Secondary Logo

Journal Logo

AAPA Members can view Full text articles for FREE. Not a Member? Join today!
CME: Infectious Diseases


Resurgence of a once-dormant disease

Balbi, Alanna M. BS; Van Sant, Amanda A. PA-C, MSPAS; Bean, Eric W. DO, MBA; Jacoby, Jeanne L. MD, FACEP

Author Information
Journal of the American Academy of Physician Assistants: May 2018 - Volume 31 - Issue 5 - p 19-22
doi: 10.1097/01.JAA.0000532112.90755.41
  • Free
  • Take the CME Test



Box 1
Box 1

A 16-month-old girl was brought to the ED by her parents for evaluation of swelling under her left ear that began earlier that day. She was well-developed and well-nourished with no significant past medical history and up-to-date vaccinations. While in the ED, the patient vomited.


The patient's mother reported that the child had a fever the previous week and a recent upper respiratory infection. Her parents denied any recent travel or sick contacts.

Physical examination

On examination, the patient was crying but was consolable by her parents. Her vital signs were BP, 130/60 mm Hg (elevated for age because of crying); heart rate, 138 (normal for age); respirations, 22; SpO2, 100% on room air; temperature, 99° F (37.2° C); and weight, 9.8 kg (21 lb, 9.7 oz). The physical examination was significant for left-sided facial swelling at the line of the jaw without extension into the soft tissue of the neck. The mass was not fluctuant and was without induration. The patient also presented with rhinorrhea. She was able to breathe and swallow without difficulty. The physical examination was negative for signs of trauma, sublingual edema, or buccal edema.

Diagnostic testing

A mumps IgM antibody titer was drawn but results were not available before the patient was discharged home. The patient had received her first MMR dose on schedule 4 months ago and was not yet due for her second dose.

Diagnosis and outcome

The differential diagnosis included infected lymph node, branchial cleft cyst, mastoiditis, Epstein-Barr virus, cytomegalovirus, parainfluenza viruses, influenza A virus, lymphocytic choriomeningitis virus, coxsackievirus, HIV, nontuberculosis mycobacterium, Gram-positive bacterial infection, and mumps.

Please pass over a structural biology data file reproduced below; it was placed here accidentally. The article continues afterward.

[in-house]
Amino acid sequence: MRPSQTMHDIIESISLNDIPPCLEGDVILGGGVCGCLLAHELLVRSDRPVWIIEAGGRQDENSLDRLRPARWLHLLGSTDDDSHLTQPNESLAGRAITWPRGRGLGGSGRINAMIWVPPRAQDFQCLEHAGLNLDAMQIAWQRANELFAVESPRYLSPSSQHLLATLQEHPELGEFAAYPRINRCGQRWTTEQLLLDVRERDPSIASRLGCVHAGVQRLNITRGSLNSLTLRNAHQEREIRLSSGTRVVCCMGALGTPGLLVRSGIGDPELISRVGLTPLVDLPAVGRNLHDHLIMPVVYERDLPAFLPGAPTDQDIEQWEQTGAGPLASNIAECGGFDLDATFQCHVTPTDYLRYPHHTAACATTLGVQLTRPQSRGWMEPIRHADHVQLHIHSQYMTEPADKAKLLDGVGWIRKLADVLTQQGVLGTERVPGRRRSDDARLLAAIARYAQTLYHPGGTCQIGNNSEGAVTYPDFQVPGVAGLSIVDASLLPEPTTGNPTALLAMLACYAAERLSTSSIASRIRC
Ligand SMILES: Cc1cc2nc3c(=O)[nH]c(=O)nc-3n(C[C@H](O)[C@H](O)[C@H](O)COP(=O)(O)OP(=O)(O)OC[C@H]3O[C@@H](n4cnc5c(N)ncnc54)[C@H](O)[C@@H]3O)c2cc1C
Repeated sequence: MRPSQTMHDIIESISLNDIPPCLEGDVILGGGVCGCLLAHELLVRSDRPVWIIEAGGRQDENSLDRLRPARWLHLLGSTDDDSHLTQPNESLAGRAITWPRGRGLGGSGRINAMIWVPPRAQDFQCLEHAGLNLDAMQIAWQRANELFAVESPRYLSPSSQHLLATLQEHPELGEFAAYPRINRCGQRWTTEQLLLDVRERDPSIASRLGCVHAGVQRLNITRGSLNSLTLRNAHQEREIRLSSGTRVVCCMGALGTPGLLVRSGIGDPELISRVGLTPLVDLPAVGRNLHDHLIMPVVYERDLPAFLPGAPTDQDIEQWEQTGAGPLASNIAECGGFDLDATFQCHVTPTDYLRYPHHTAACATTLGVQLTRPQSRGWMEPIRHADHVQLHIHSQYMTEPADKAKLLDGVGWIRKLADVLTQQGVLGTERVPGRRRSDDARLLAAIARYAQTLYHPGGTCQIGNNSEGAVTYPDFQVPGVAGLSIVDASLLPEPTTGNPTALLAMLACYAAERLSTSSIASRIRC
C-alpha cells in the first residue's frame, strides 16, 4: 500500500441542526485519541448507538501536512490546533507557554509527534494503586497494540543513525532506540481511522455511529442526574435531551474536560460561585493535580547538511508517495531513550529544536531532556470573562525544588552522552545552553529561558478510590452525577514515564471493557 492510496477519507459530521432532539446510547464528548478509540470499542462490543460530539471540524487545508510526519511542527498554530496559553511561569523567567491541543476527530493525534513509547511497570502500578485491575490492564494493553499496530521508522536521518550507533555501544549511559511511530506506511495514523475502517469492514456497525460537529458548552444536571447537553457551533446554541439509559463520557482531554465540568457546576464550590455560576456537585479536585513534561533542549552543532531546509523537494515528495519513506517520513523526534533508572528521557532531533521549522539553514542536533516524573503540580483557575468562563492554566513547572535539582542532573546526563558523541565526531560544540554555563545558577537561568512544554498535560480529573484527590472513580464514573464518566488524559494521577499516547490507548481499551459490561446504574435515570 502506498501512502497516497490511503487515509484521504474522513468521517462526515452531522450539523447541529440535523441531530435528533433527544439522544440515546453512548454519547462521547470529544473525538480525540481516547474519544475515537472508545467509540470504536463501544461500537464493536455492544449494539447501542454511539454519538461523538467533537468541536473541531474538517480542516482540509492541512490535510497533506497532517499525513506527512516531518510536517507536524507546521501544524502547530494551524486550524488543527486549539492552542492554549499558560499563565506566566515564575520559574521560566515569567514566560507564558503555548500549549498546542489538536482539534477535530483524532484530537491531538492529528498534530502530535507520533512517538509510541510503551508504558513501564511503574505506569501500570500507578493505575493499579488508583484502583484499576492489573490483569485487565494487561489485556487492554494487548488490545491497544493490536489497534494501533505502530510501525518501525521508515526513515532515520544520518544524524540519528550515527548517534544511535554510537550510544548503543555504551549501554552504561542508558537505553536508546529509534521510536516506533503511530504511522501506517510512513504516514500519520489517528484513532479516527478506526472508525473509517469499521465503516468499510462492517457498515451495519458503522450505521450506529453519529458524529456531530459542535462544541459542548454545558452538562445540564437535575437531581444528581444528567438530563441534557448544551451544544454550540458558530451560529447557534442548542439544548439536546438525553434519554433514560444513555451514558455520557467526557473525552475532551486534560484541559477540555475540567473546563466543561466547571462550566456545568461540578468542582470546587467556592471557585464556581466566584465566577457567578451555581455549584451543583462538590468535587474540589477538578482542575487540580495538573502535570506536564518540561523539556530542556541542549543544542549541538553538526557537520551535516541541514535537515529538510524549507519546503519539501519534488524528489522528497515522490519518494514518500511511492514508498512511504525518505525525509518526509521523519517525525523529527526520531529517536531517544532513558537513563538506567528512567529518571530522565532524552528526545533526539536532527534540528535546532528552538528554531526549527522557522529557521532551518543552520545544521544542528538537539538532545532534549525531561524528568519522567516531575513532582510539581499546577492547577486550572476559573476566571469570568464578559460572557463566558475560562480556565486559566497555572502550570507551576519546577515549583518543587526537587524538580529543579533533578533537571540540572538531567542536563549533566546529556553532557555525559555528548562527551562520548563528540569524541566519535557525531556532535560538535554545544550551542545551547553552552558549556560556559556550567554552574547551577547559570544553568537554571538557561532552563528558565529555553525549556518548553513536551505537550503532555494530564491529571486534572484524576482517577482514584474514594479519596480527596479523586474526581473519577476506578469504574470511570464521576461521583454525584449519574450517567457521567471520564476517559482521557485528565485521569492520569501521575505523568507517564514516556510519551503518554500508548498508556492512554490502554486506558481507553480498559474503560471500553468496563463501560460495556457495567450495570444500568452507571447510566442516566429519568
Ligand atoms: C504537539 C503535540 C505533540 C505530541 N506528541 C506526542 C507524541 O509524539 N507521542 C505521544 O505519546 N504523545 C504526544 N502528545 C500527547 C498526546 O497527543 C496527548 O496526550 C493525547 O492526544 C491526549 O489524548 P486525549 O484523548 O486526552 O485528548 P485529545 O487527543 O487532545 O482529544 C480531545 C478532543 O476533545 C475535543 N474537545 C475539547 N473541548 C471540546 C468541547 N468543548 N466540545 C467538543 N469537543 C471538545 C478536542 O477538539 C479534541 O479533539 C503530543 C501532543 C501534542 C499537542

Box 2
Box 2

The patient received 147.2 mg of acetaminophen, 98 mg of ibuprofen, and 2 mg of ondansetron in the ED to manage her symptoms and was discharged home. Five days later, the clinical diagnosis was confirmed by a positive mumps IgM antibody titer of 2.64 IV (1.21 IV or greater is positive for mumps). The patient was diagnosed with infectious parotitis, also called mumps. The mother was notified and advised to contact the child's pediatrician to set up an appointment for discussion and further evaluation or intervention.


Mumps is a vaccine-preventable viral disease spread through contact with infected respiratory droplets (Figure 1). Although the disease usually is mild, in rare cases it can lead to serious complications. Data from the CDC indicate that the number of cases of mumps in the United States has been increasing, from 229 in 2012 to 6,366 in 2016 and more than 5,600 cases (preliminary figures) in 2017.1 The increasing incidence is due to a failure to maintain herd immunity and regional clustering of nonmedical vaccine exemptions. In addition, clinicians should not rule out mumps in a case of parotid swelling in a partially vaccinated child.

Artist's concept of the life cycle of the paramyxovirus that causes mumps.

Mumps characteristically causes an acute onset of unilateral or bilateral painful parotitis that presents 2 to 3 weeks after initial exposure to the virus and lasts at least 2 days.2 However, patients may not always have this key symptom. Clinical symptoms are present in 60% to 70% of patients, and 95% of patients with clinical symptoms present with parotitis, but a third of unvaccinated patients who are infected with mumps are asymptomatic.3-5 Mumps often is accompanied by respiratory symptoms, a low-grade fever, or a headache.

Rare complications

Postpubertal males and females can develop orchitis or oophoritis.2,3 In some cases, these complications can result in infertility. Other uncommon but serious symptoms include aseptic meningitis, spontaneous abortion, myocarditis, nephritis, encephalitis, and pancreatitis.2 Epididymoorchitis is the most common of these complications and occurs in 15% to 30% of cases involving postpubertal males.3